Vortragsreihe Ökologie und Umweltforschung SS 2012
Thursday 12:00-13:30 H 12, NW I
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Dr. Nathalie Pettorelli
Institute of Zoology, Zoological Society of London, United Kingdom (Homepage
From Roe Deer to Satellites and Vulnerability Assessments: Scaling up Difficulties or Downsizing Complexity?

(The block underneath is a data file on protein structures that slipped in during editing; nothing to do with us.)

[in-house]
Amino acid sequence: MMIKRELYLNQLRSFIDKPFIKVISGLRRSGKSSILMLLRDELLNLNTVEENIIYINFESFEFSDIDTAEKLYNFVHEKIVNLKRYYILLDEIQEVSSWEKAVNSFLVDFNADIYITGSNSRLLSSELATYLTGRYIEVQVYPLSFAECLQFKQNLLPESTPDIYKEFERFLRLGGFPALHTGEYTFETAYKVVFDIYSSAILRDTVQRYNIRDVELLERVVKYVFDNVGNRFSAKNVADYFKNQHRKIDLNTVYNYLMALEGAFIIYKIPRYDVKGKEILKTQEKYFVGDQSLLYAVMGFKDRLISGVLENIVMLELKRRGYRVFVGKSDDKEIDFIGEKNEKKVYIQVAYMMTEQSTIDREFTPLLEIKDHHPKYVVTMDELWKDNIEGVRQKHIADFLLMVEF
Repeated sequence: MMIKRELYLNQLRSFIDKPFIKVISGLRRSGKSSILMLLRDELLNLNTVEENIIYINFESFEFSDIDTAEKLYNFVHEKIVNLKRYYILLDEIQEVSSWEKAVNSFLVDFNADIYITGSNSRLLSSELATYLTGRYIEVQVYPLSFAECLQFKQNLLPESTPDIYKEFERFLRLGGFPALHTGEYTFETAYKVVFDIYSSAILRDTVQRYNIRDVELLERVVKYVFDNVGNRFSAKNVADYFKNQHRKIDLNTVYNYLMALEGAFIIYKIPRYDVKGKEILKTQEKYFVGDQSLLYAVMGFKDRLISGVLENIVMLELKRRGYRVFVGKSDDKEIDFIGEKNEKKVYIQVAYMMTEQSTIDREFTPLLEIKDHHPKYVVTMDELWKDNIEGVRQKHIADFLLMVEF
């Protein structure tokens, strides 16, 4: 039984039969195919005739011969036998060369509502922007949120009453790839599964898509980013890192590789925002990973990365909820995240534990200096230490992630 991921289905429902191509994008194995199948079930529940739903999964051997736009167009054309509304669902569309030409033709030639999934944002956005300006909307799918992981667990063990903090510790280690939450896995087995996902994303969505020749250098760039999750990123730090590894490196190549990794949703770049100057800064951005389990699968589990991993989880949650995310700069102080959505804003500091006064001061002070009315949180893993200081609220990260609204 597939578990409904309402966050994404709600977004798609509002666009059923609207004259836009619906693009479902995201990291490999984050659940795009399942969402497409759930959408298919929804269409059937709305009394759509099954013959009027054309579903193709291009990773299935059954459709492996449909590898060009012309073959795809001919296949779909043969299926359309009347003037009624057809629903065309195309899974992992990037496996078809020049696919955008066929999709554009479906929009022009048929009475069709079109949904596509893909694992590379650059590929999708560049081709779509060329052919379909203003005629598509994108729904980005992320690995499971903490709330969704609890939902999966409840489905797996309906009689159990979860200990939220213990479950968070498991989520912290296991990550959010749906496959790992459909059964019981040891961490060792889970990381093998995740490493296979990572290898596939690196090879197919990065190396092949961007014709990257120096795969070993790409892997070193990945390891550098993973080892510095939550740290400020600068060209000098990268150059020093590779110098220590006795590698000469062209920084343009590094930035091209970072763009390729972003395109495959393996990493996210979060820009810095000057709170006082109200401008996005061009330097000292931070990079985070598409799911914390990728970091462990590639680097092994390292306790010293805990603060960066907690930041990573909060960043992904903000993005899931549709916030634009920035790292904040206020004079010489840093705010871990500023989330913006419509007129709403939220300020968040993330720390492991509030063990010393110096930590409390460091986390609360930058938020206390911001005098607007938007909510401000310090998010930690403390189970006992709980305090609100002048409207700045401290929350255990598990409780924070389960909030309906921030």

As the impacts of human activities increase in both magnitude and extent, biodiversity is under increasing pressure. Habitats available to wildlife have undergone dramatic modifications, and significant biodiversity has already been lost over modern times, while we are yet to experience the full impacts of anthropogenic climate change. Decline in biodiversity has direct detrimental impacts on ecosystems’ structures and functions as well as on human well being, particularly for the world’s most marginalised and impoverished communities. Biodiversity indeed provides many products - often plants, animals, and fungi - that directly contribute to incomes and livelihoods. Biodiversity also provides genetic resources for the pharmaceutical industry, which can be key in maintaining human health, while the growth of nature tourism has meant that biodiversity conservation has become a major contributor to many national economies, including some of the world’s poorest countries. As well as delivering these ecosystem services, biodiversity underpins the functioning of ecosystems, and hence the delivery of services such as access to fresh water and climate regulation. Halting the loss of biodiversity is thus a societal, economic, ethical, and ecological priority. To halt these recent dramatic declines in biodiversity, one needs, among other things, to (a) measure changes in biodiversity at various spatial and temporal scales to identify areas experiencing the highest rates of loss, and (b) identify the mechanisms underpinning the observed changes; so that efficient mitigation strategies can be designed. Although there is no strict consensus on how to measure biodiversity and biodiversity loss, the species level stands up among other biological units in the study of biodiversity at both global and regional scales. In mammals for instance, the focus on the species level has allowed us to determine particular traits which make organisms more vulnerable to extinction and to explore how patterns of species decline vary according to different threats. Species-focused conservation strategies alone, however, may overlook threats operating at the population scale, which can generate significant bottom-up impacts on biodiversity compromising the optimal provision of ecological goods and other ecosystem services to human societies. Population losses are indeed an early warning of species extinction and integrative approaches relating species and populations have been highlighted as being urgently needed to improve the efficiency of conservation efforts and the maintenance of biodiversity. From this, it is clear that effective biodiversity loss mitigation strategies rely on our ability to understand and appreciate the relative importance of processes that may operate at very different scales. In this talk, I will discuss the challenges associated with accessing such a level of understanding, and highlight some of the issues currently faced by conservation biologists.
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